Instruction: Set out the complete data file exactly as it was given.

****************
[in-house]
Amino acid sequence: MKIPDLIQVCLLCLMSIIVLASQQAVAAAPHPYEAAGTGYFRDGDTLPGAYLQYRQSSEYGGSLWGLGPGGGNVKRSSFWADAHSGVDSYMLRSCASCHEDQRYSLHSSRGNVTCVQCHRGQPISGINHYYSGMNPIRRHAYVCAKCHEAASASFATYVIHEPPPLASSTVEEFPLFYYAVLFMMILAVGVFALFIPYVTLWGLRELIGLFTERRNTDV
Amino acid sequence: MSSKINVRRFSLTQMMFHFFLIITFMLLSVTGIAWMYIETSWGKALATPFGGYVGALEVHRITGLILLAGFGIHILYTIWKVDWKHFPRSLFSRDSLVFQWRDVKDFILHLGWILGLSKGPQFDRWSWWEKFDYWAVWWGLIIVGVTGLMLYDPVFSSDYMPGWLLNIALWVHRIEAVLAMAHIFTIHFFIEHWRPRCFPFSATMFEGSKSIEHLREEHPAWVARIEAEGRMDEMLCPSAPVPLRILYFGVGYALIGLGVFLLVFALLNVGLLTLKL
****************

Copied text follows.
[in-house]
Amino acid sequence: MKIPDLIQVCLLCLMSIIVLASQQAVAAAPHPYEAAGTGYFRDGDTLPGAYLQYRQSSEYGGSLWGLGPGGGNVKRSSFWADAHSGVDSYMLRSCASCHEDQRYSLHSSRGNVTCVQCHRGQPISGINHYYSGMNPIRRHAYVCAKCHEAASASFATYVIHEPPPLASSTVEEFPLFYYAVLFMMILAVGVFALFIPYVTLWGLRELIGLFTERRNTDV
Amino acid sequence: MSSKINVRRFSLTQMMFHFFLIITFMLLSVTGIAWMYIETSWGKALATPFGGYVGALEVHRITGLILLAGFGIHILYTIWKVDWKHFPRSLFSRDSLVFQWRDVKDFILHLGWILGLSKGPQFDRWSWWEKFDYWAVWWGLIIVGVTGLMLYDPVFSSDYMPGWLLNIALWVHRIEAVLAMAHIFTIHFFIEHWRPRCFPFSATMFEGSKSIEHLREEHPAWVARIEAEGRMDEMLCPSAPVPLRILYFGVGYALIGLGVFLLVFALLNVGLLTLKL